Final round of Kira Magrann’s cool challenge for April, the 30-day tabletop role-playing game maker or #AprilTTRPGMaker challenge.
Day 25: Being a tabletop role-playing game designer means…
Argh! This kind of question makes me worry about gate-keeping. I feared at the beginning of this challenge that many people would self-select out because of impostor syndrome.
I think of the definition as flexible and inclusive: if you create games, supplements, scenarios, settings, rules, playbooks, worksheets, and other tools to share with the world, if you listen to constructive critique and try to improve, if you keep polishing your work, then I’d say you are a game designer.
I’m not saying that keeping your meticulous DM campaign notes since the first game of D&D you ran in 1979 and trying to run games in that compendium at every convention makes you a game designer. Based on my training as an engineer, I think that in order to qualify as a designer:
- You need to articulate what it is you are trying to create.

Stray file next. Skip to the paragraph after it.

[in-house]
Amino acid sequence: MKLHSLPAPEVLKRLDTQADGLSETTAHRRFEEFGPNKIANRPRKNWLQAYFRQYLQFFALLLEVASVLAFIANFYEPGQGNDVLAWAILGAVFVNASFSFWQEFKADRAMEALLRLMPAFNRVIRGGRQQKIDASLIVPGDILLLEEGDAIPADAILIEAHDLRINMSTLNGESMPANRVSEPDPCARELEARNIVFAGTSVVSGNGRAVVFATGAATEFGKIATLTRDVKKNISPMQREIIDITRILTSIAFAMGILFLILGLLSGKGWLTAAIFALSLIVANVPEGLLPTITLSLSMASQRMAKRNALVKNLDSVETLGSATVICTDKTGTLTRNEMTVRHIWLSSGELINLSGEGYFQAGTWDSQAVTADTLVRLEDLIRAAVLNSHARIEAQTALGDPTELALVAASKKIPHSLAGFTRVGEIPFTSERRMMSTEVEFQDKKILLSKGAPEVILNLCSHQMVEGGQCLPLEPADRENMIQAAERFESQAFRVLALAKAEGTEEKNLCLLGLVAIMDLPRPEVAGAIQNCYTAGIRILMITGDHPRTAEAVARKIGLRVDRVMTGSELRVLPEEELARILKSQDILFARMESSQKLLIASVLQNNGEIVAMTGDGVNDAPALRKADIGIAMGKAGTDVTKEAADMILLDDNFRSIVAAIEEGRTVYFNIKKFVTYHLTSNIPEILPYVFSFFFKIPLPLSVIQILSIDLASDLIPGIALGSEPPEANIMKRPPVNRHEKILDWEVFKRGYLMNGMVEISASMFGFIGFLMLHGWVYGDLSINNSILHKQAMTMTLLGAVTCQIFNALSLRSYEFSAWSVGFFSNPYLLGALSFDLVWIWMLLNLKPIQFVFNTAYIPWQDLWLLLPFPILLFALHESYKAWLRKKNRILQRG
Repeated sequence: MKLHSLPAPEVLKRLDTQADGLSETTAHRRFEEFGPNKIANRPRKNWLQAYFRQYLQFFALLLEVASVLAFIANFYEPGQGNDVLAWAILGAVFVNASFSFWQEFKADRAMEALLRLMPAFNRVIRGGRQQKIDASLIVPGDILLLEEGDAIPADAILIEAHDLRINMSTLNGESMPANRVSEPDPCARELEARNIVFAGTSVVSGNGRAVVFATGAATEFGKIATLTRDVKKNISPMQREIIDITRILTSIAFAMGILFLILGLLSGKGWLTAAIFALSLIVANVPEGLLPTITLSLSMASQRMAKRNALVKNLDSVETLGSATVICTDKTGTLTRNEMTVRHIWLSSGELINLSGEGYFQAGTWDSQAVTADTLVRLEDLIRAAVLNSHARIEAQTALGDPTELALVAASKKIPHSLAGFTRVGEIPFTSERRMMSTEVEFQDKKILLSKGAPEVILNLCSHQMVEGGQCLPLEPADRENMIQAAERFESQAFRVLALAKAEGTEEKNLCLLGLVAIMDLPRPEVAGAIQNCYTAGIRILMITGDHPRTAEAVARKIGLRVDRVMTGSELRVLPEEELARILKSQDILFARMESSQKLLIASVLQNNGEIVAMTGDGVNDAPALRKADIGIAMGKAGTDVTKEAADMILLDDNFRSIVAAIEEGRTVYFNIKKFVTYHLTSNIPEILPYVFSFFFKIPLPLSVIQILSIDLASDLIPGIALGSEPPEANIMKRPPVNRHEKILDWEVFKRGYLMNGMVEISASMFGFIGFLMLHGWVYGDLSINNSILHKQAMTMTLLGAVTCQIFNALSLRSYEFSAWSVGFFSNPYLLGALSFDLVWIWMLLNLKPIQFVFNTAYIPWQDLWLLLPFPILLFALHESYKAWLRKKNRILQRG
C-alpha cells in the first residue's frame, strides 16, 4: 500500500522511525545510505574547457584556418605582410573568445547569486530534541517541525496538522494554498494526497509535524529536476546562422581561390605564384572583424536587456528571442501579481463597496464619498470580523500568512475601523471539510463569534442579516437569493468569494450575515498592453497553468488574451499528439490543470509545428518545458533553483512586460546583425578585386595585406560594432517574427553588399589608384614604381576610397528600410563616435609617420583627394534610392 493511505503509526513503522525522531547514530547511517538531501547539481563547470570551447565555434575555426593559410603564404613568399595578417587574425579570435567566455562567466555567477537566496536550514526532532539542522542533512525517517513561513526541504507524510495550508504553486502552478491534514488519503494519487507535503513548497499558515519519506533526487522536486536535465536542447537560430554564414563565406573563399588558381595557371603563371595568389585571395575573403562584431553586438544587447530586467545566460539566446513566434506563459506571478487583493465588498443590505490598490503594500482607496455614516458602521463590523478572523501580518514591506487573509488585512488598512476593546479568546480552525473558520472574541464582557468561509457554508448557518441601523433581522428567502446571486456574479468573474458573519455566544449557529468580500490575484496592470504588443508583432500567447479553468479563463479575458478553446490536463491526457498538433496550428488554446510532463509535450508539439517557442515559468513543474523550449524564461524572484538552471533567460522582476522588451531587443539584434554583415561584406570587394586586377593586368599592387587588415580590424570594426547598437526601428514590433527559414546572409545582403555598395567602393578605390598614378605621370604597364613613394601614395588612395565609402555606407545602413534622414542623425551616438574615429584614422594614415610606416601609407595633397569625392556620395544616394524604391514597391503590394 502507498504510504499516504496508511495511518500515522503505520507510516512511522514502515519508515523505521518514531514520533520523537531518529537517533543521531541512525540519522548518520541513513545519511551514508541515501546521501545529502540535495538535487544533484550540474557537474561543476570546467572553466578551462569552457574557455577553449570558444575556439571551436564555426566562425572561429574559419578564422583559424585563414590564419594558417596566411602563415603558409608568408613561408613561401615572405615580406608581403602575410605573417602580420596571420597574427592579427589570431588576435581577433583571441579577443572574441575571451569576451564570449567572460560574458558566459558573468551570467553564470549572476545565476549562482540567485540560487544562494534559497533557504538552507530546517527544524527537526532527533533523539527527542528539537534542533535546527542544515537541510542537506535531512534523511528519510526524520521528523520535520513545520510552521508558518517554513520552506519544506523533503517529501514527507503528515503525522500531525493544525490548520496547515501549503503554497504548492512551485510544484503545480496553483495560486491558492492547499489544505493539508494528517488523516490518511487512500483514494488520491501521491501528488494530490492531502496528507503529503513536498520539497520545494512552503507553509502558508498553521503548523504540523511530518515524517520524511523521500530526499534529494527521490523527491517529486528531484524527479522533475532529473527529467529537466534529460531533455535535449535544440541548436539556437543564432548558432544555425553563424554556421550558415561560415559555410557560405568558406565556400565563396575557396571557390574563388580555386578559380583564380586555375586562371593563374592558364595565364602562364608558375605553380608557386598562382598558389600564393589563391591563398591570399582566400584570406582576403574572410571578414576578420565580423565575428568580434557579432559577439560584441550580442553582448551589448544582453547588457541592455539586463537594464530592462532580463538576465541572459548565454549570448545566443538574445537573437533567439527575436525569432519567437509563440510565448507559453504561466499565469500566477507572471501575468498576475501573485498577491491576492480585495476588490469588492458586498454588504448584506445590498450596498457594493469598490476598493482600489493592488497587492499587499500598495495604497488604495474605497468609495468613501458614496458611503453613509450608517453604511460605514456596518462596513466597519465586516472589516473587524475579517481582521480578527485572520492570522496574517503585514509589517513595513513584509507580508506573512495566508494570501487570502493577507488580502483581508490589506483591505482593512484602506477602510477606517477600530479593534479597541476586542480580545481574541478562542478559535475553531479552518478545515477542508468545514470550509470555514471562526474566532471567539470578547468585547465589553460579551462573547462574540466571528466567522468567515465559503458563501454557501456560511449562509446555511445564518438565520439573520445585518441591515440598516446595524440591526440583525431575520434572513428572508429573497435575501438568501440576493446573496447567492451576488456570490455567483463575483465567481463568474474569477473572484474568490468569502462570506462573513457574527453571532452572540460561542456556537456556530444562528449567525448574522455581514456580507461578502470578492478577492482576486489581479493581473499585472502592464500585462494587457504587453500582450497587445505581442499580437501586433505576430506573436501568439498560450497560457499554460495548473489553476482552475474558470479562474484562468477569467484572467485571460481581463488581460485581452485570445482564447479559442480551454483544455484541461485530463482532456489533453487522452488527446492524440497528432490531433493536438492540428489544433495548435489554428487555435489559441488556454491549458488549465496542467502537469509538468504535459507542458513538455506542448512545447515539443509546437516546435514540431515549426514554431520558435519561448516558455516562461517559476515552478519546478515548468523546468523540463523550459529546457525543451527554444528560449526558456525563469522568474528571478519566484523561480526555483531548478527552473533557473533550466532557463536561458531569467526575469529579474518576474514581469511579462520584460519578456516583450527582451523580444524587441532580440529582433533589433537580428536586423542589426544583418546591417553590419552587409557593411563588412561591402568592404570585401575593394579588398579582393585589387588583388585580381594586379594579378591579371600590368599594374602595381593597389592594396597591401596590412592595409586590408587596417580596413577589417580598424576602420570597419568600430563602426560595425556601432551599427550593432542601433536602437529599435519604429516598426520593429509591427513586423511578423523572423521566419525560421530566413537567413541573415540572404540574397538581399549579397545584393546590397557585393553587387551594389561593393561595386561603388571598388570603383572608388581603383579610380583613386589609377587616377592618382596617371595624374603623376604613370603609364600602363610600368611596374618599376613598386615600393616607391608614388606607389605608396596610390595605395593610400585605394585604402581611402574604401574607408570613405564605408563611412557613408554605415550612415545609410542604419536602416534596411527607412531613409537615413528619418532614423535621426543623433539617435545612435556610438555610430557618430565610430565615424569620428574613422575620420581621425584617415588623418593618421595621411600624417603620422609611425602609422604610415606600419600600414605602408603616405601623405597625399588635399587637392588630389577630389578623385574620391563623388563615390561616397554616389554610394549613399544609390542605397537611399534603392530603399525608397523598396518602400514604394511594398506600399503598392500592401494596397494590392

- You need to separate the product of your work from your own identity, enough to listen to reasonable criticism.
- You need to want to improve the product of your work even if the improvement goes in a new direction.
- You need to keep informed about approaches other designers have used to solve similar problems so you don’t try to reinvent the wheel or publish fantasy heartbreakers.
- You need to think of several different solutions to every problems rather than pre-select based on bias.
- You need to try, evaluate, reject or refine, and try again until your design can be pronounced good by comparing to your objectives.
These are features of design, any kind of design. It’s not about how many copies you sold, or how long you have been working on an idea.
Continue reading “#AprilTTRPGMaker: Questions 25 through 30”